I’m presently reading an espionage thriller by a bestselling author I’ve never read before and I’ve really been enjoying it. Or at least, I had been up until page 184.
Prior to page 184, I had been thrilled — no pun intended — to discover that the writer in question is quite good at just about everything I think is important. He knows his subject — international terrorism and the associated U.S. political backbiting — backwards and forwards, yet he never burdens the reader with more detailed info than is necessary. His book’s general premise is intriguing and relatively plausible. And his dialogue, for the most part, rings with just the right balance of drama and authenticity.
Don’t get me wrong — this guy’s no le Carre. (Not that anybody other than John le Carre himself really is.) His requisite villain — a professional assassin with a code name plucked from the animal kingdom — is as standard issue as they come: brilliant, unfeeling, feared by all who know him, capable of killing a man with nothing more than the feather pulled from a down pillow, blah blah blah. When his generally fine dialogue does take an occasional dip for the worse — usually during a lover’s quarrel unrelated to matters of national security — it tends to hit bottom with a real thud. And his protagonist — a CIA desk jockey with limited field experience — couldn’t be a more obvious stand-in for Tom Clancy’s Jack Ryan were he to enter every scene whistling the end title music from Patriot Games.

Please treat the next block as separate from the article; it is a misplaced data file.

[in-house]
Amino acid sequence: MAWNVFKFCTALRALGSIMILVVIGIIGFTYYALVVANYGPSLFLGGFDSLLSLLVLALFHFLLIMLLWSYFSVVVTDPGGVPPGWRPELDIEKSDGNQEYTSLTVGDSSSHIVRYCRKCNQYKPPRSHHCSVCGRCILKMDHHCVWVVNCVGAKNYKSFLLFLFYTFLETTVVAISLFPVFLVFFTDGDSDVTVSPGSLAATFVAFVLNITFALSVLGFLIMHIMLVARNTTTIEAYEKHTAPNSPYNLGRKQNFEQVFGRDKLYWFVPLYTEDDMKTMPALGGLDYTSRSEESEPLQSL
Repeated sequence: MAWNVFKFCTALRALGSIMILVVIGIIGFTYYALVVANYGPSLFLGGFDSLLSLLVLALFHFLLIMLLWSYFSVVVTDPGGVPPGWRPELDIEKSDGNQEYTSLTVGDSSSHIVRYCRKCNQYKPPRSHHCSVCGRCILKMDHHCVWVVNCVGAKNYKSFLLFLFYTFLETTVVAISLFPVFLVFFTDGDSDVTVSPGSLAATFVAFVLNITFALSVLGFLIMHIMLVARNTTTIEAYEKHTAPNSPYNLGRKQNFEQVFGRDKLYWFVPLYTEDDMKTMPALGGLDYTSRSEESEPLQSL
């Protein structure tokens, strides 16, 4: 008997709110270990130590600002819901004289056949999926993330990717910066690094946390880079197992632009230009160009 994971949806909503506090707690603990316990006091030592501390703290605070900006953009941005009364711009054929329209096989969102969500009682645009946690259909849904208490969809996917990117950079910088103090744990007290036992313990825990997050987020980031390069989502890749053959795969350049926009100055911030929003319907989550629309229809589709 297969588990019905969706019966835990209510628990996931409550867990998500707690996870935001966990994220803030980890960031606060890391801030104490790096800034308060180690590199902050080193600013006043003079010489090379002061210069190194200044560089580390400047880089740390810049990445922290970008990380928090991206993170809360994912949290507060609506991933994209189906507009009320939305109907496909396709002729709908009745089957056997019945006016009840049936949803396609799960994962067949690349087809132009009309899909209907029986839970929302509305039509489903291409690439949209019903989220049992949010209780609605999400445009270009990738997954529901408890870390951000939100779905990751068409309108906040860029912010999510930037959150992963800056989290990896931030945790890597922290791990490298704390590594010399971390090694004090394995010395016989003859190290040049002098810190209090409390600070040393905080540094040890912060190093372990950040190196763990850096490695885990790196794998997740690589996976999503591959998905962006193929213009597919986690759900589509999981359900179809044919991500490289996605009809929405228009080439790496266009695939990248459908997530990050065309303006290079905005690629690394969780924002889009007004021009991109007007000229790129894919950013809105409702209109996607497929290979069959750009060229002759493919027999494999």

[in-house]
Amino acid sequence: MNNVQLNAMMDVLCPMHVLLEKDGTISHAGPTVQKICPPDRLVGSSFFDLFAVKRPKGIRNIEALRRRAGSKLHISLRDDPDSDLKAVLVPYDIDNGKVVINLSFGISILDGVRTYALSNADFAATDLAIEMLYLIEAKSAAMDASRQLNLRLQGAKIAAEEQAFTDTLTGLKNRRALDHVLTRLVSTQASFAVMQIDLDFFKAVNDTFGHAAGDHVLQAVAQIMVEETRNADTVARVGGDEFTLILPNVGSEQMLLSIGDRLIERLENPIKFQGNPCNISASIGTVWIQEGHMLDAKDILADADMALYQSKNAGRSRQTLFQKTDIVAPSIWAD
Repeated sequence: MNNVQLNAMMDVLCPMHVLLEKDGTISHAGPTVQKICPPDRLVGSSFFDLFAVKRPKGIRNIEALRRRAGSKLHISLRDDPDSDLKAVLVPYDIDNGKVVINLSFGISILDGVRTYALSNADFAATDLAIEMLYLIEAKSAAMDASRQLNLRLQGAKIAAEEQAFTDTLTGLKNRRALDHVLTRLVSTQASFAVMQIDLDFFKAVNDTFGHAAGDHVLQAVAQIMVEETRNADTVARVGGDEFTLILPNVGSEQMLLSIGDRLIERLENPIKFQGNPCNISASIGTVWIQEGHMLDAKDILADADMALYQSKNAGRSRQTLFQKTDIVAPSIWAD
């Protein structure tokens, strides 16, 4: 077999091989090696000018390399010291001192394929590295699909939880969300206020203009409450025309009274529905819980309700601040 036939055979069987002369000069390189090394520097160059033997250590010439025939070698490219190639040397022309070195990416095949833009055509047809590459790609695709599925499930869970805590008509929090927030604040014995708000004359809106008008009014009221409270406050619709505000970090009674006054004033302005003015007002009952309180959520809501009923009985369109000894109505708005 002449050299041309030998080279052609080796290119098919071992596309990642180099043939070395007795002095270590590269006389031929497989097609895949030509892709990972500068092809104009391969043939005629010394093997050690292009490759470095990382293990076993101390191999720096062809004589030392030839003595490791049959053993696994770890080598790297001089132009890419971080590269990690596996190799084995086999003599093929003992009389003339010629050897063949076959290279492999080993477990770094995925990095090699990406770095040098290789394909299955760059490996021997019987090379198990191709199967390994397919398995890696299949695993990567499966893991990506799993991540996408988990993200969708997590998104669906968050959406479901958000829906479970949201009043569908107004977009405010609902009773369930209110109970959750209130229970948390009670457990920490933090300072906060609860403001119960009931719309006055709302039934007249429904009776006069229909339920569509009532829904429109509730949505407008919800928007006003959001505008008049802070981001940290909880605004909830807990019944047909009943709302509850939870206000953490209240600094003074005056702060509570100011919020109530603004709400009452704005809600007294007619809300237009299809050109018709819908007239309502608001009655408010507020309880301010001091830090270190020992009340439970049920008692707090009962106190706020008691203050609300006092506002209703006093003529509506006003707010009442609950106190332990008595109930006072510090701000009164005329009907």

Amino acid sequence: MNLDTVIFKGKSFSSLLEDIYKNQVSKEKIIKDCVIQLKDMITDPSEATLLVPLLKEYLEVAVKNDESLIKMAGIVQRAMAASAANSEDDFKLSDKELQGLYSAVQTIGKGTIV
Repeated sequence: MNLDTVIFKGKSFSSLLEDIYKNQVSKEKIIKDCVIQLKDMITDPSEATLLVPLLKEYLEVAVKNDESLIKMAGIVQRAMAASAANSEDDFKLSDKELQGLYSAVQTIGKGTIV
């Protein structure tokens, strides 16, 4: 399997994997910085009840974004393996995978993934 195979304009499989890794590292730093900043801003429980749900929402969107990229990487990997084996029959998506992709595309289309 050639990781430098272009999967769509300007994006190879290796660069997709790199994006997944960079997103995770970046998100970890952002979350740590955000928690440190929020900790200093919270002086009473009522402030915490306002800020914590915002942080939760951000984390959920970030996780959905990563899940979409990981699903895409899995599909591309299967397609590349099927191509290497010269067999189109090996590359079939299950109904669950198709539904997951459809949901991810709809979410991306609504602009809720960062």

(I know what you must be thinking right about now: This was a book you were enjoying, Gar?)
Still, for all the annoyances noted above, the author’s overall writing was solid enough, and the story he was telling sufficiently compelling, that I was happy to go right on riding the train he was piloting.
Until I hit the dreaded WTF moment at page 184.
For those unable to guess what I mean when I refer to a “WTF moment,” I’m talking about the specific place in some books where the wheels come flying off. Not just one or two wheels but all four, bringing what had been a perfectly enjoyable journey of the mind to a rude and unexpected halt. Because the author has just done something too dumb, or lazy, or transparently manipulative, for you, the reader, to forgive. The trust you had in him to tell his tale with skill and precision has been broken, and there’s no getting it back.
That’s the WTF moment.